Chinese not backing down on censorship software
The Chinese government claims it has not dropped plans to install controversial net censorship software on new PCs, despite its abrupt decision to delay its release.
The surprise climbdown was reported by the Xinhua news agency, which said the Ministry of Industry and Information Technology would “delay the mandatory installation of the controversial ‘Green Dam-Youth Escort’ filtering software on new computers.”
Officials claim the software is intended to stamp out internet pornography, and computer companies had originally been told they had to bundle “Green Dam” with any personal computers sold from Wednesday.
But the order was assailed by opponents of censorship, industry groups and Washington officials as rash, politically intrusive, technically ineffective and commercially unfair. PC companies have mostly avoided making firm public statements on the issue.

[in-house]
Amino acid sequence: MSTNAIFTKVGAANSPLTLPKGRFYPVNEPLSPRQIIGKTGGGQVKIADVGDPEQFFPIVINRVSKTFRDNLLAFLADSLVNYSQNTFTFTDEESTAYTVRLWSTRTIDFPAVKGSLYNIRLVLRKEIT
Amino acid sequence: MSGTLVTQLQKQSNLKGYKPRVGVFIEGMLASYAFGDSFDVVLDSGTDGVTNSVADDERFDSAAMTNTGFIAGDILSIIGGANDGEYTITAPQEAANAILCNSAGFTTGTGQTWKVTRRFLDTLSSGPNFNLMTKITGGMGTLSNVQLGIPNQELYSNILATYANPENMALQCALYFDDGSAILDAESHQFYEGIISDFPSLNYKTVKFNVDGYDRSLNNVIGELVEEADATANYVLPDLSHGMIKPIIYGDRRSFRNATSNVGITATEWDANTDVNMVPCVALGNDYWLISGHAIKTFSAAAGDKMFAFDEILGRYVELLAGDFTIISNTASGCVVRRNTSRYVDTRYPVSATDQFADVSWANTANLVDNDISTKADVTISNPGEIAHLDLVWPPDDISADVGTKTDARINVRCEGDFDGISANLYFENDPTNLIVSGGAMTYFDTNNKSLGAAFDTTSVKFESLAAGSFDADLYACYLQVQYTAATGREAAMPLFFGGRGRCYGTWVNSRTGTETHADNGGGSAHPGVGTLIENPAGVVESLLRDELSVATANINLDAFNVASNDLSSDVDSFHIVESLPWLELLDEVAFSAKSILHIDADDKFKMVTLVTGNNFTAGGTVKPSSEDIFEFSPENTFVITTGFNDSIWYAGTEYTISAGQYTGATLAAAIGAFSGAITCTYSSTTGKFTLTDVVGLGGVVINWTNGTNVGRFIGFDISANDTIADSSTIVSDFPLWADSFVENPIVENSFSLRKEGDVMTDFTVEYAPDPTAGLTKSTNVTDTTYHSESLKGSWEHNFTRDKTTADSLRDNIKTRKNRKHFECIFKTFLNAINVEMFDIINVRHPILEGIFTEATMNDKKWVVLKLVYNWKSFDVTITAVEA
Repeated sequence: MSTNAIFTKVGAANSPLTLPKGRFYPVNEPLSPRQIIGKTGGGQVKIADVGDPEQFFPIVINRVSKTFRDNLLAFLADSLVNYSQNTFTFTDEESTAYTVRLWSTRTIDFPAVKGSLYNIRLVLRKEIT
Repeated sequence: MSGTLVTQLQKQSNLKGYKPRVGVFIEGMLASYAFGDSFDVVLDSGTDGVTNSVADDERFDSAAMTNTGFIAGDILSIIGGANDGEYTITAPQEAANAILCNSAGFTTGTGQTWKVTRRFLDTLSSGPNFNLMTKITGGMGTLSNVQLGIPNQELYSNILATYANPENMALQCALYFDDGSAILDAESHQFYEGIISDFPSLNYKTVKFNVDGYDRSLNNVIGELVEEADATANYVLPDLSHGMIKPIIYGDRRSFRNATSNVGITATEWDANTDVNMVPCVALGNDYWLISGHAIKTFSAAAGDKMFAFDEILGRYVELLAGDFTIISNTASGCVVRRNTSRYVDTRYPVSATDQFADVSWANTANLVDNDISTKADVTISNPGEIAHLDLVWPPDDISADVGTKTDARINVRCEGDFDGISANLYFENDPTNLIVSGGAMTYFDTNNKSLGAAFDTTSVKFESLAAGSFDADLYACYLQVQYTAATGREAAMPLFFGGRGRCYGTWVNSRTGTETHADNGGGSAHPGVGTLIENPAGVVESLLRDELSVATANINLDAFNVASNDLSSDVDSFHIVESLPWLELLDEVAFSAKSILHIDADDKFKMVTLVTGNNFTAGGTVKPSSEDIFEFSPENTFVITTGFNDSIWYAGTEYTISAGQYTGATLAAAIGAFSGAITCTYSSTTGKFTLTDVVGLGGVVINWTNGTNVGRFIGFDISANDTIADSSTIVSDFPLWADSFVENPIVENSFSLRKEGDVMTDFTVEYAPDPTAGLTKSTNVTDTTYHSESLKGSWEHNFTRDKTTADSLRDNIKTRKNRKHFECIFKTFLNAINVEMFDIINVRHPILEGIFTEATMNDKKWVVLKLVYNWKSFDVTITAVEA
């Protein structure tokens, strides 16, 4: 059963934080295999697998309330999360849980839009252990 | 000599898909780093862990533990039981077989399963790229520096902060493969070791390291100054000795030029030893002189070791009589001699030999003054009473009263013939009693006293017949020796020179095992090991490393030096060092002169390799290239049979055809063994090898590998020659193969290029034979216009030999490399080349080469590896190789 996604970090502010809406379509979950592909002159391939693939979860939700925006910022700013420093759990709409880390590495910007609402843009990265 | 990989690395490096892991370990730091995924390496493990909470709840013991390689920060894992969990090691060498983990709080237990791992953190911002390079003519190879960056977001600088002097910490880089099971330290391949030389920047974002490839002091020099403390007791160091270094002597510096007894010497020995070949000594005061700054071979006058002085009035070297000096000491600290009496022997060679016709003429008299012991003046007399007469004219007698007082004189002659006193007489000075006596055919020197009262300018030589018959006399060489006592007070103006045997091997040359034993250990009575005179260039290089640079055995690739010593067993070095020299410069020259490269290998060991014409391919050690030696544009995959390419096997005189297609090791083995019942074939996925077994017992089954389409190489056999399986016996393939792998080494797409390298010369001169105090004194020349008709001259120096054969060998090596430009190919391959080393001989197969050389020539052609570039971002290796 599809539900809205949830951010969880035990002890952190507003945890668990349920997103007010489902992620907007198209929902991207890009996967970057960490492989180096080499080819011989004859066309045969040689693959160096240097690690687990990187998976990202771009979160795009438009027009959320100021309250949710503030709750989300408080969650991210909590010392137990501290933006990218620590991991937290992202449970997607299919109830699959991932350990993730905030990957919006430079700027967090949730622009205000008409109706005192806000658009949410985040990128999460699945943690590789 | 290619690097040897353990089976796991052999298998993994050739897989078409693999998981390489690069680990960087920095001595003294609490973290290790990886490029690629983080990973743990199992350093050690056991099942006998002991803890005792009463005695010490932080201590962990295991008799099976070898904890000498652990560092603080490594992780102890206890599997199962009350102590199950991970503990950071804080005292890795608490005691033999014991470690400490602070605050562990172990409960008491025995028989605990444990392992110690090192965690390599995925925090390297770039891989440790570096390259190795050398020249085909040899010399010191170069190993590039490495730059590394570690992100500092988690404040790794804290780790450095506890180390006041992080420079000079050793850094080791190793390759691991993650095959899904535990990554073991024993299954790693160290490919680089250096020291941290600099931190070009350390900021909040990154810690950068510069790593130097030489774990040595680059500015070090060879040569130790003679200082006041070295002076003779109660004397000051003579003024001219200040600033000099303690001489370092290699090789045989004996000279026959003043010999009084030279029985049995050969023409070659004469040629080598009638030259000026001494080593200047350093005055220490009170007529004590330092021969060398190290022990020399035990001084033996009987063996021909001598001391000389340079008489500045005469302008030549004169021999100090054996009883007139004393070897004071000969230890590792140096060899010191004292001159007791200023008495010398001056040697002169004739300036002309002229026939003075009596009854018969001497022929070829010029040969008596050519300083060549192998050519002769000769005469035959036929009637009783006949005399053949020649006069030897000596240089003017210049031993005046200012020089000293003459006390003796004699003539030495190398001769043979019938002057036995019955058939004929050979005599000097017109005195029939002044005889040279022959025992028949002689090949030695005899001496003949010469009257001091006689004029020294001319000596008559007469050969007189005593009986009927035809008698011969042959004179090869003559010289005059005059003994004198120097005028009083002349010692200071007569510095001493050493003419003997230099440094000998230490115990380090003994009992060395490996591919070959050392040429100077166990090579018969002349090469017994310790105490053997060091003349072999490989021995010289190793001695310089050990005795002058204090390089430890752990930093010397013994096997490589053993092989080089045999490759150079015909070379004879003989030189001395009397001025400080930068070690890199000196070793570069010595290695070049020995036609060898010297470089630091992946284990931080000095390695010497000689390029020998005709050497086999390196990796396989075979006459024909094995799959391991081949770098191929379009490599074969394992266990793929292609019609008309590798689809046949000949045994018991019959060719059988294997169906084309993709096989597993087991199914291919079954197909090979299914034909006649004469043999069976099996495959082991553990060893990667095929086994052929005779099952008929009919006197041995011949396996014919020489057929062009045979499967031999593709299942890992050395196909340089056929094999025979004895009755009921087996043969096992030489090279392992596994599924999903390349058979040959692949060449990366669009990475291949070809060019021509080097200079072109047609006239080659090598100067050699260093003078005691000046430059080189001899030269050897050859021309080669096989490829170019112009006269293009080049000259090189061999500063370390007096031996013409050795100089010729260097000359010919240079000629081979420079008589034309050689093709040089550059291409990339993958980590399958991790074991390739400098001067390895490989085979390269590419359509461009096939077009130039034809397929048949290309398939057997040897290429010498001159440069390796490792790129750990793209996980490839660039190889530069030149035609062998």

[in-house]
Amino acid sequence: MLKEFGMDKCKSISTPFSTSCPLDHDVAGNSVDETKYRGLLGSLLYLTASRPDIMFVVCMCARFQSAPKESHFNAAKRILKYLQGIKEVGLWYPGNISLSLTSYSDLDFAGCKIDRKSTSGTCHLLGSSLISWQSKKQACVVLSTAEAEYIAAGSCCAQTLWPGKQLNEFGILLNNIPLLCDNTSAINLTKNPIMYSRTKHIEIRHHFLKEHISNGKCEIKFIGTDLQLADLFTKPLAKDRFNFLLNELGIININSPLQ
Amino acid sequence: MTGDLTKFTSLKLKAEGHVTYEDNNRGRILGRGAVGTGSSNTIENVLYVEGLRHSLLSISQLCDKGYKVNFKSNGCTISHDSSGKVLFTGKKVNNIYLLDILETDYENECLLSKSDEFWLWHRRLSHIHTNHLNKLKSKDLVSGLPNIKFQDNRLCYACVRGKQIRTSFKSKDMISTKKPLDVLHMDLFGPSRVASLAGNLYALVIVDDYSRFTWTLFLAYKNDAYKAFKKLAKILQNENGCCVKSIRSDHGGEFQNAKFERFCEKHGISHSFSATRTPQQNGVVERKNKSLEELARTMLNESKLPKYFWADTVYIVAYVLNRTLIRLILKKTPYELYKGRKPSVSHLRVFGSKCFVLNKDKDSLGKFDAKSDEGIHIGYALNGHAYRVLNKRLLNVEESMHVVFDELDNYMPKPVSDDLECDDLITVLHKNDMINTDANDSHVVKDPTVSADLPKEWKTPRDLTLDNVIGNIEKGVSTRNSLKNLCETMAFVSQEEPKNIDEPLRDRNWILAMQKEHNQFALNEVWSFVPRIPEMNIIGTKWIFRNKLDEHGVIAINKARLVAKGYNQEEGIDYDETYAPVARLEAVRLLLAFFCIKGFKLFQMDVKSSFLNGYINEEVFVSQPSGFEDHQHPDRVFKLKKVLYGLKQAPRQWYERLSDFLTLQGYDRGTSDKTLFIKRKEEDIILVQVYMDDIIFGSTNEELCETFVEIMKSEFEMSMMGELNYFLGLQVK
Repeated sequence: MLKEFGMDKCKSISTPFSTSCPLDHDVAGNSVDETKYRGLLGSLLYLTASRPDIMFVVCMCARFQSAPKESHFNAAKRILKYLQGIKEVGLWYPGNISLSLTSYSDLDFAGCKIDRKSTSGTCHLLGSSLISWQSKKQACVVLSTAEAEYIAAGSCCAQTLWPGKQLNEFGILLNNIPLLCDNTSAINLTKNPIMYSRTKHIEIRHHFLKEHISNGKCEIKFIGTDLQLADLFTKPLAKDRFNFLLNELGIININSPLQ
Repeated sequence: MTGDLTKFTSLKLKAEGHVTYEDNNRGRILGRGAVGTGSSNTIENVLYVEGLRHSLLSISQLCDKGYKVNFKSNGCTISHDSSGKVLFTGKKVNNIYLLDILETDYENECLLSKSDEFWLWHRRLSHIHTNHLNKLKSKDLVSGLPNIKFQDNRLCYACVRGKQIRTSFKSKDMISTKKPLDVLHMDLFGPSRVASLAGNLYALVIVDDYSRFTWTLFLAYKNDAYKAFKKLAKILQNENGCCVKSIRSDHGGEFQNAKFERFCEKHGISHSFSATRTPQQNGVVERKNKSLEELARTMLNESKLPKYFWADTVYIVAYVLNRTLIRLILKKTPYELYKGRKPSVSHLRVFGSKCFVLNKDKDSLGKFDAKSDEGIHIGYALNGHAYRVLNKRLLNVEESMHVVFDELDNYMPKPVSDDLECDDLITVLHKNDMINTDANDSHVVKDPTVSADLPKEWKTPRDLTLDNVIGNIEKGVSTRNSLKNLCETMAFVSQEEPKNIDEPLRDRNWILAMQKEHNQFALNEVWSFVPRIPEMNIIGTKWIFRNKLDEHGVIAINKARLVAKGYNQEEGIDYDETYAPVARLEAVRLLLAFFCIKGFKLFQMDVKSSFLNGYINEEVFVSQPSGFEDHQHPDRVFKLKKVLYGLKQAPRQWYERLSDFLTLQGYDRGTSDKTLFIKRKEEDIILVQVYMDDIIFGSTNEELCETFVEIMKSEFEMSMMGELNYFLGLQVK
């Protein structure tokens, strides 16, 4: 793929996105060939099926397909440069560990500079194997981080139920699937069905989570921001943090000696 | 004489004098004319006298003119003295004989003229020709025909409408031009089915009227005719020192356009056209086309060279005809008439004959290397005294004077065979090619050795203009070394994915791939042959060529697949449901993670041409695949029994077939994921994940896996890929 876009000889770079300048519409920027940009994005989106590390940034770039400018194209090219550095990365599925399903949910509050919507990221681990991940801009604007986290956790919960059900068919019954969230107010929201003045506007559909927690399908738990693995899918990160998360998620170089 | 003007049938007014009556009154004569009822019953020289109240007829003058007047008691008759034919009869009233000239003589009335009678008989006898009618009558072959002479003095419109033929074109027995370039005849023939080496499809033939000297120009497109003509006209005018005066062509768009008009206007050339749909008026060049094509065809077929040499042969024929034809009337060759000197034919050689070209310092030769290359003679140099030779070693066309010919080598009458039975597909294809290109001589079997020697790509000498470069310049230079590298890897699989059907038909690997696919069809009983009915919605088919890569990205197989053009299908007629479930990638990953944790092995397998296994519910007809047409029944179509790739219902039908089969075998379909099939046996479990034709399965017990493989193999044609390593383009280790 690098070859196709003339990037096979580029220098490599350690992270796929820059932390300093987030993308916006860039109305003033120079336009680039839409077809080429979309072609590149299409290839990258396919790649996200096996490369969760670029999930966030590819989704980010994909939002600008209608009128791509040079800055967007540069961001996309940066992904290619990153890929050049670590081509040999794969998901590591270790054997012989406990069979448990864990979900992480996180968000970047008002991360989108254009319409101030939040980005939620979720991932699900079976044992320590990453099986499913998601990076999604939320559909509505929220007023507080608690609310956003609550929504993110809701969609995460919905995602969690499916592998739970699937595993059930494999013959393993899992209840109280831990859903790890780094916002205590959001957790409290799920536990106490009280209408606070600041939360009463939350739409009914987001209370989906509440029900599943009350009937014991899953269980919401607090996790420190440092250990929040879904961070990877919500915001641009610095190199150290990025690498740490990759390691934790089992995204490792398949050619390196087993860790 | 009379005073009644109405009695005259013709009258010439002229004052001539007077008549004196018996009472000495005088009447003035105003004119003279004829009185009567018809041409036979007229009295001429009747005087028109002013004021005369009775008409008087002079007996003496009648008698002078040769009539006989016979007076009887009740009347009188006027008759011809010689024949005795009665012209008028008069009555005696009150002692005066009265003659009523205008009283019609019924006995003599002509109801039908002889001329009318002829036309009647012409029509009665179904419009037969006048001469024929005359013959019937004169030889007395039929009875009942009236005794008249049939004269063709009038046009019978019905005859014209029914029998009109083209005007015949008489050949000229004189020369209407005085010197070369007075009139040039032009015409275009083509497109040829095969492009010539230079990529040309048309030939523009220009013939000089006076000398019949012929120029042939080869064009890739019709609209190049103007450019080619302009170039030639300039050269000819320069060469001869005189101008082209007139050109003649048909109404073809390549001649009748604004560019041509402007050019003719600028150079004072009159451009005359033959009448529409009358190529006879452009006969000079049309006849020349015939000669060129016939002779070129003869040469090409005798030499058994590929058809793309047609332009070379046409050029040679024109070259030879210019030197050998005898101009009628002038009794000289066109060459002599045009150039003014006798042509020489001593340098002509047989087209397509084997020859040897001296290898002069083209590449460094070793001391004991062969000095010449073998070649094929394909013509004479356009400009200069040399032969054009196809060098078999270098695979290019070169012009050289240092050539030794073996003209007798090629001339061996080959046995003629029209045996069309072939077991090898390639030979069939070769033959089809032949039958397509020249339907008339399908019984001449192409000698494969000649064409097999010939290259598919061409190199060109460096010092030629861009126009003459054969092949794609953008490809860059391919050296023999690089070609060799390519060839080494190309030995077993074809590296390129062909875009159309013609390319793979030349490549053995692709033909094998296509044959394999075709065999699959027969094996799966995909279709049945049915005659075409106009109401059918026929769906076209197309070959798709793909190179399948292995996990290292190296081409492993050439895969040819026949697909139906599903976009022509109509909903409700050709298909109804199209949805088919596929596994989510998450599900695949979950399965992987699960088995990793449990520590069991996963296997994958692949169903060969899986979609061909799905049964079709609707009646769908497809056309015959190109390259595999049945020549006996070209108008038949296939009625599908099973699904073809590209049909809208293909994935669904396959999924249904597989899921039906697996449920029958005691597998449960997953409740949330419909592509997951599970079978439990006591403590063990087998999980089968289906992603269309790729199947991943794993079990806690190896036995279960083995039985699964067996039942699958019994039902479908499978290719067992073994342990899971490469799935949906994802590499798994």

But the English-language China Daily, citing an unidentified ministry official, claims the plan will eventually come to pass despite opposition: “The government will definitely carry on the directive on Green Dam. It’s just a matter of time,” the official was quoted as saying.
The reason for the delay was because some computer makers needed more time to include the software, the source claims, though the ministry declined comment.
The decision was the latest turn in a see-saw battle between the ruling Communist Party, wary of the internet as a conduit of political dissent and objectionable values, and social and commercial forces pressing to use the internet as a channel for more unfettered expression.
China has about 300 million Internet users and about 42.6 million PCs will be sold across the country this year, according to research firm Gartner.